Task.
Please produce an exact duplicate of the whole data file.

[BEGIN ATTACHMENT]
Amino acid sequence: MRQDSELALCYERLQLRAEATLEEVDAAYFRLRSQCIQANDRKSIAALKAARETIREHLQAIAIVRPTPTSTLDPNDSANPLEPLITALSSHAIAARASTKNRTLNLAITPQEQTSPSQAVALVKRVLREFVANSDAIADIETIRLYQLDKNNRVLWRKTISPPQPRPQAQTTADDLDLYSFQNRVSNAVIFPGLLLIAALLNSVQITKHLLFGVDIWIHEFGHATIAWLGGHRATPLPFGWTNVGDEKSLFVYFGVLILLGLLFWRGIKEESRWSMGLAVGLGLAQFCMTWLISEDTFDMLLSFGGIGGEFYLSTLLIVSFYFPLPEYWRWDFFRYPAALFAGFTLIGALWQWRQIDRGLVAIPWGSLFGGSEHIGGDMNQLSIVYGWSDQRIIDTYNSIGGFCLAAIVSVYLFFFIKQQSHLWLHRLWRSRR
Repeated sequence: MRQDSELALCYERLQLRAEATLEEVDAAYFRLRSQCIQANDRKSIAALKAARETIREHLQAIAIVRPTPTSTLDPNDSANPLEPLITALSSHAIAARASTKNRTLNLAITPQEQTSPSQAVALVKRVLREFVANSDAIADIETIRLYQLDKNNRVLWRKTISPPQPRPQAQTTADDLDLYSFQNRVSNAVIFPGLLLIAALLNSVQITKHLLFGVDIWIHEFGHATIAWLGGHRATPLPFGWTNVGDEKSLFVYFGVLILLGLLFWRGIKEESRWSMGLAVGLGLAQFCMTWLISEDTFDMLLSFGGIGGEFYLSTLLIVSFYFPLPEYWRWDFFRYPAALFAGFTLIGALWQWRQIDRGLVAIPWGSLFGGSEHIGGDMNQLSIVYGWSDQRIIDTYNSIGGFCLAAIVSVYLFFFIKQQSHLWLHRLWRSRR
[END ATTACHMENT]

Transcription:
Amino acid sequence: MRQDSELALCYERLQLRAEATLEEVDAAYFRLRSQCIQANDRKSIAALKAARETIREHLQAIAIVRPTPTSTLDPNDSANPLEPLITALSSHAIAARASTKNRTLNLAITPQEQTSPSQAVALVKRVLREFVANSDAIADIETIRLYQLDKNNRVLWRKTISPPQPRPQAQTTADDLDLYSFQNRVSNAVIFPGLLLIAALLNSVQITKHLLFGVDIWIHEFGHATIAWLGGHRATPLPFGWTNVGDEKSLFVYFGVLILLGLLFWRGIKEESRWSMGLAVGLGLAQFCMTWLISEDTFDMLLSFGGIGGEFYLSTLLIVSFYFPLPEYWRWDFFRYPAALFAGFTLIGALWQWRQIDRGLVAIPWGSLFGGSEHIGGDMNQLSIVYGWSDQRIIDTYNSIGGFCLAAIVSVYLFFFIKQQSHLWLHRLWRSRR
Repeated sequence: MRQDSELALCYERLQLRAEATLEEVDAAYFRLRSQCIQANDRKSIAALKAARETIREHLQAIAIVRPTPTSTLDPNDSANPLEPLITALSSHAIAARASTKNRTLNLAITPQEQTSPSQAVALVKRVLREFVANSDAIADIETIRLYQLDKNNRVLWRKTISPPQPRPQAQTTADDLDLYSFQNRVSNAVIFPGLLLIAALLNSVQITKHLLFGVDIWIHEFGHATIAWLGGHRATPLPFGWTNVGDEKSLFVYFGVLILLGLLFWRGIKEESRWSMGLAVGLGLAQFCMTWLISEDTFDMLLSFGGIGGEFYLSTLLIVSFYFPLPEYWRWDFFRYPAALFAGFTLIGALWQWRQIDRGLVAIPWGSLFGGSEHIGGDMNQLSIVYGWSDQRIIDTYNSIGGFCLAAIVSVYLFFFIKQQSHLWLHRLWRSRR